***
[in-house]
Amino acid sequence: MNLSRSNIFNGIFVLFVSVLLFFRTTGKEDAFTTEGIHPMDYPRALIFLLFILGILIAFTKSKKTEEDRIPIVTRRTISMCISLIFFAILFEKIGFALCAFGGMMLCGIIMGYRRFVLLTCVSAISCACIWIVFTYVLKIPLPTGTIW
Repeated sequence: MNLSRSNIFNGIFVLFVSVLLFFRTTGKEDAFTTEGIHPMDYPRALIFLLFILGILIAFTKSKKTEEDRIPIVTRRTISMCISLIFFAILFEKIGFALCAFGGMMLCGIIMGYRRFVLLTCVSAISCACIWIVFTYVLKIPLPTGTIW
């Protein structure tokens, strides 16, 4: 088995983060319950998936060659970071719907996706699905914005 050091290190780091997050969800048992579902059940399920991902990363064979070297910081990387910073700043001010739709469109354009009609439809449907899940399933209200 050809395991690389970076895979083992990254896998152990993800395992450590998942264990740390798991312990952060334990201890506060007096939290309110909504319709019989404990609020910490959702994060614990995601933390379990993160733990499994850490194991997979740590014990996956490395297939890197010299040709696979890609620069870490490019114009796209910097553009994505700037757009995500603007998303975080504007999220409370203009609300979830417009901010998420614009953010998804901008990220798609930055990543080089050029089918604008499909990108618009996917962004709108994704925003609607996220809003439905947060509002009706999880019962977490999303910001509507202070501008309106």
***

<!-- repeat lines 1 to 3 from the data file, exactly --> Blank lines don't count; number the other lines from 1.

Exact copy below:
[in-house]
Amino acid sequence: MNLSRSNIFNGIFVLFVSVLLFFRTTGKEDAFTTEGIHPMDYPRALIFLLFILGILIAFTKSKKTEEDRIPIVTRRTISMCISLIFFAILFEKIGFALCAFGGMMLCGIIMGYRRFVLLTCVSAISCACIWIVFTYVLKIPLPTGTIW
Repeated sequence: MNLSRSNIFNGIFVLFVSVLLFFRTTGKEDAFTTEGIHPMDYPRALIFLLFILGILIAFTKSKKTEEDRIPIVTRRTISMCISLIFFAILFEKIGFALCAFGGMMLCGIIMGYRRFVLLTCVSAISCACIWIVFTYVLKIPLPTGTIW